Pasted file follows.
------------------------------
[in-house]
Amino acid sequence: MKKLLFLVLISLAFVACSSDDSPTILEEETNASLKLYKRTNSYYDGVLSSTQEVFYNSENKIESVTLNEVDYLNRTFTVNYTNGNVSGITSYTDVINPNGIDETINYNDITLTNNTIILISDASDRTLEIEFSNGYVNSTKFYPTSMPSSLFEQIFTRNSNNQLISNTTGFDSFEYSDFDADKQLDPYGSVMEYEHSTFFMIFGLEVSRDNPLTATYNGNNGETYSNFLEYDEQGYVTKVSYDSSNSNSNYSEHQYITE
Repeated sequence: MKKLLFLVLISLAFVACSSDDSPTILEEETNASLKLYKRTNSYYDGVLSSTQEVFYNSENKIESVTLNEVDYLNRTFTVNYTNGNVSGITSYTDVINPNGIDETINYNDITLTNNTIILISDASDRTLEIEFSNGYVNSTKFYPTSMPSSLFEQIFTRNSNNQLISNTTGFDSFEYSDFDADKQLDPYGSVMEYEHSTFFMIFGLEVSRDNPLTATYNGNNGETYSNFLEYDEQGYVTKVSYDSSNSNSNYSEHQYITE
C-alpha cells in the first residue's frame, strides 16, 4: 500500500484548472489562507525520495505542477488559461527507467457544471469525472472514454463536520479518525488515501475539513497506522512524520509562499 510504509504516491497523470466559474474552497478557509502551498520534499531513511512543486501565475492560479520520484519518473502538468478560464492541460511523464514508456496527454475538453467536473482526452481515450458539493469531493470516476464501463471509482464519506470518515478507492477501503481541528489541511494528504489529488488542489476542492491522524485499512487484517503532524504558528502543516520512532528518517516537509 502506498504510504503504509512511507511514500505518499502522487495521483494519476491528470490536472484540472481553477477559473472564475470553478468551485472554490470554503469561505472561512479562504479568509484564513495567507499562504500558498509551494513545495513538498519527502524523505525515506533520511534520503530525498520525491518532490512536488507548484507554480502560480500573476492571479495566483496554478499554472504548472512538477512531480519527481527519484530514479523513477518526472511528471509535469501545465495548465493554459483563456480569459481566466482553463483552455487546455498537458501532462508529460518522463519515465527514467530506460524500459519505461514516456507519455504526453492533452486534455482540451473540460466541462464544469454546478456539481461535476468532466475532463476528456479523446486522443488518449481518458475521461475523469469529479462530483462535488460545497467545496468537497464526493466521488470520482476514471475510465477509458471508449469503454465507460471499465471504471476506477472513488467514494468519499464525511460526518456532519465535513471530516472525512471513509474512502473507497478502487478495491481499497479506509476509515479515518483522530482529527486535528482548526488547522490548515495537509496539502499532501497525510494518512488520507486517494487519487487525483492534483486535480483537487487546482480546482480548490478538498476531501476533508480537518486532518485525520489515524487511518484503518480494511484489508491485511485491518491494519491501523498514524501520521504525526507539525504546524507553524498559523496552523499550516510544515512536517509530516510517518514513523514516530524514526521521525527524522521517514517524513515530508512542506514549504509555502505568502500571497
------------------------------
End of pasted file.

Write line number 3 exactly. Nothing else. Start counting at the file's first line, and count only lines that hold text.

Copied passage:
Repeated sequence: MKKLLFLVLISLAFVACSSDDSPTILEEETNASLKLYKRTNSYYDGVLSSTQEVFYNSENKIESVTLNEVDYLNRTFTVNYTNGNVSGITSYTDVINPNGIDETINYNDITLTNNTIILISDASDRTLEIEFSNGYVNSTKFYPTSMPSSLFEQIFTRNSNNQLISNTTGFDSFEYSDFDADKQLDPYGSVMEYEHSTFFMIFGLEVSRDNPLTATYNGNNGETYSNFLEYDEQGYVTKVSYDSSNSNSNYSEHQYITE